- The Washington Times - Saturday, March 2, 2002

Noble: Animator Chuck Jones, for a career that gave the gift of laughter to generations of children.
Saturday morning lost its best friend when Mr. Jones passed away last Friday, Feb. 22. So did dentists, since for so many kids, a weekend simply wasn't a weekend unless hours were spent sucking down sugar-coated cereal and simultaneously gasping with laughter at the antics of the cartoon characters in Mr. Jones' menagerie the Road Runner, Wile E. Coyote, Pepe Le Pew, Marvin the Martian, Bugs Bunny, Daffy Duck, Porky Pig and Elmer Fudd.
Children simply had to know what that wascally wabbit would be up to next, whether or not Wile E. Coyote's rocket-powered roller skates or another improbable gadget from Acme Products would finally enable him to catch the Road Runner, and when Daffy Duck would next find someone "simply despicable."
The 300-plus animated films Mr. Jones directed during his 60-year career earned him four Oscars, but he probably deserved more. After all, Mr. Jones' works include classics such as "How the Grinch Stole Christmas" and the mini-Wagnerian epic "What's Opera, Doc?"
But the true tribute will continue to come from the giggles of children like the one who, when told that Mr. Jones drew Bugs Bunny, replied, "He doesn't draw Bugs Bunny. He draws pictures of Bugs Bunny."

Knave: Aaron Sorkin, for a cartoonish interview that should give the gift of clarity to millions of "West Wing" watchers.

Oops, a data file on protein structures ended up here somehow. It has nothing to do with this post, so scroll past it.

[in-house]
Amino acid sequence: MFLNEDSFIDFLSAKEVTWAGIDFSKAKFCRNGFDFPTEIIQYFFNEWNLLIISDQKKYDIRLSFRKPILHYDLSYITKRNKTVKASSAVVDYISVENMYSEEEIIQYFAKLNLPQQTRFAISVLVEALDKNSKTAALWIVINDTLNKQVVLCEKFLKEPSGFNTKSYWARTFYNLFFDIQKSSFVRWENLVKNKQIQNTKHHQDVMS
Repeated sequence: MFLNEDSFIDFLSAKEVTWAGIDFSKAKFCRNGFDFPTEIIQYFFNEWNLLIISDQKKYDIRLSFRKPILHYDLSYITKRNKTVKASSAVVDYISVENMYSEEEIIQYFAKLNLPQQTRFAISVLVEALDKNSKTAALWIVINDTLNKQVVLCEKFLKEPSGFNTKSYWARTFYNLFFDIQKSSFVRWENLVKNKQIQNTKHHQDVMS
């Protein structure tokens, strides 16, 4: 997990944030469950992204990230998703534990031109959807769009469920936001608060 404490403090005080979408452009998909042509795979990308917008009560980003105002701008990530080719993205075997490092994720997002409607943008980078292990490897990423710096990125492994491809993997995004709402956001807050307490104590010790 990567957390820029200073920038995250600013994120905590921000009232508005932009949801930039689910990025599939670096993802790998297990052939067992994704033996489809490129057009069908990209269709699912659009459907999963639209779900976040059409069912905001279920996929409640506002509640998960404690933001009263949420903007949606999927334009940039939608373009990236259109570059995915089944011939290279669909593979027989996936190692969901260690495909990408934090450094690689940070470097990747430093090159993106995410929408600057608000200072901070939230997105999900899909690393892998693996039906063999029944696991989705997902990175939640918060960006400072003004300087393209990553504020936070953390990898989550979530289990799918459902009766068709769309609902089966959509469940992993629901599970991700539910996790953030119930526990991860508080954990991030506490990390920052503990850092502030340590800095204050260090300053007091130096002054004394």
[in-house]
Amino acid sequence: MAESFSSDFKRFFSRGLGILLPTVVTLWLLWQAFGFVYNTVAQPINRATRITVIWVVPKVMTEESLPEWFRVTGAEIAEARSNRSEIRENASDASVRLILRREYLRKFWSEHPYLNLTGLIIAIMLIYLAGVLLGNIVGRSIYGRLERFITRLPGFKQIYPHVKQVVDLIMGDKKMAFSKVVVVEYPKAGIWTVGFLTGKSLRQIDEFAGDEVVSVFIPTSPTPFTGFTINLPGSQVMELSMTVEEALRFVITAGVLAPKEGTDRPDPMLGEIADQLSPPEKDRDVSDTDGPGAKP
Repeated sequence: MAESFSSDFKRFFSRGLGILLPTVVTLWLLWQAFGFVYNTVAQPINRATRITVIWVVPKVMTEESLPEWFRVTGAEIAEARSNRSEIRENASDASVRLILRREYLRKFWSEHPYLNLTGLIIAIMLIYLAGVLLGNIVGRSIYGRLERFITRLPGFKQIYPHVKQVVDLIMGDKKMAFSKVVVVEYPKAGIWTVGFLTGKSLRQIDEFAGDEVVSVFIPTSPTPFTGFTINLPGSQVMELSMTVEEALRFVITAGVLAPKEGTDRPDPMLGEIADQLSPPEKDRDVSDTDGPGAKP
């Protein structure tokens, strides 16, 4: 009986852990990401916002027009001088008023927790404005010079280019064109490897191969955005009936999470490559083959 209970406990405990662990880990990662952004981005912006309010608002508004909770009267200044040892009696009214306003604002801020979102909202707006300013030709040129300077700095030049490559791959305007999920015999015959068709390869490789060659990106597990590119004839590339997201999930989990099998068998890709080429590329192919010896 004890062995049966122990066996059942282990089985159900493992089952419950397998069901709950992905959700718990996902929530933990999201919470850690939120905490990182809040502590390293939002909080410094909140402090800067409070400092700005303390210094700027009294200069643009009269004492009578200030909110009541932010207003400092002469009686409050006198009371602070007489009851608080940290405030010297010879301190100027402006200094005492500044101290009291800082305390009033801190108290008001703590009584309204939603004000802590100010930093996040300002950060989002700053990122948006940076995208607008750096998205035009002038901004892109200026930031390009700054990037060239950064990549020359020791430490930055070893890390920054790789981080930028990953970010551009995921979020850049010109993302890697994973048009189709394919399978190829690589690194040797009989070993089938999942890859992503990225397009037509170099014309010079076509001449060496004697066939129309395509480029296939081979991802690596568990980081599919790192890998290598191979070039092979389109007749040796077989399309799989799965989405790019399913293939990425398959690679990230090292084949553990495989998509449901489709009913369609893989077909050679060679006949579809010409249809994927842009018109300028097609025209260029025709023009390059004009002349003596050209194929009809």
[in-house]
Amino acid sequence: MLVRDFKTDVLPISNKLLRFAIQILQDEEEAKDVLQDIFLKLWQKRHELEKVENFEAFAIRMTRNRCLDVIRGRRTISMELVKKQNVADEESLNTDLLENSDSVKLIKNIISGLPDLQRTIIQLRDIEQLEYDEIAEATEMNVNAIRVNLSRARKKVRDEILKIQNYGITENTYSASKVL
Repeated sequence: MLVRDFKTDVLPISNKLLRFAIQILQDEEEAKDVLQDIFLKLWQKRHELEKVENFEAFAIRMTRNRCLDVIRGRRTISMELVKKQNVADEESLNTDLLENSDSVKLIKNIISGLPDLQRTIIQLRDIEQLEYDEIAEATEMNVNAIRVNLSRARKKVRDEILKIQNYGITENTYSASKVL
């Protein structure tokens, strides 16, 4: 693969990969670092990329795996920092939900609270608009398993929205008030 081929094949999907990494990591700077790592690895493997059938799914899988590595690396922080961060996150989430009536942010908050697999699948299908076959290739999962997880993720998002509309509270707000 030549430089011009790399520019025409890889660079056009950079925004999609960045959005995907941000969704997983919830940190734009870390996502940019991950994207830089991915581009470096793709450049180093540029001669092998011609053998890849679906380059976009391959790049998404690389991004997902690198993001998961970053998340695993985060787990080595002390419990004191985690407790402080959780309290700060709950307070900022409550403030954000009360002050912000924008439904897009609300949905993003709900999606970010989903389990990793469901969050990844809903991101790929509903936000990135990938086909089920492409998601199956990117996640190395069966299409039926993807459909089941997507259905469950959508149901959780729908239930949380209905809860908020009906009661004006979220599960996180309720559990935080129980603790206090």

Perhaps Mr. Sorkin was still under the influence of the hallucinogenic mushrooms and rock cocaine he was caught trying to carry through Burbank Airport last April. Or maybe he mishandled an Acme Products do-it-yourself tornado kit.
Either would explain his contentious, confusing interview with the New Yorker magazine, in which he suggested that President Bush was a "bubblehead" even though he claimed to support him "one hundred percent" and that the Tom Brokaw-hosted TV special "Inside the Real West Wing" was "a valentine" to Mr. Bush.
Most remarkable was Mr. Sorkin's contention that "The West Wing" is "a completely fictional, nonpolitical show." In his next sentence, he proclaimed that the series would soon "rerun the last election and try a few different plays than the Gore campaign did."
Mr. Sorkin's liberal president will undoubtedly win both the hearts and votes of the good little progressives who populate the world of "The West Wing." But while Mr. Sorkin's show is expertly crafted, it is no more than a cartoonish fantasy in which the world works the way liberals would like it to.
Conservatives know better: Anvils fall, shotguns miss, and even well-designed campaigns of progressive coyotes don't provide dinner for everyone.

CORRECTION: Steven C. Munson, the author of yesterday's op-ed titled "Censorship not VOA's issue" was misidentified. He is the director of policy in the U.S. International Broadcasting Bureau. The Washington Times regrets the error.

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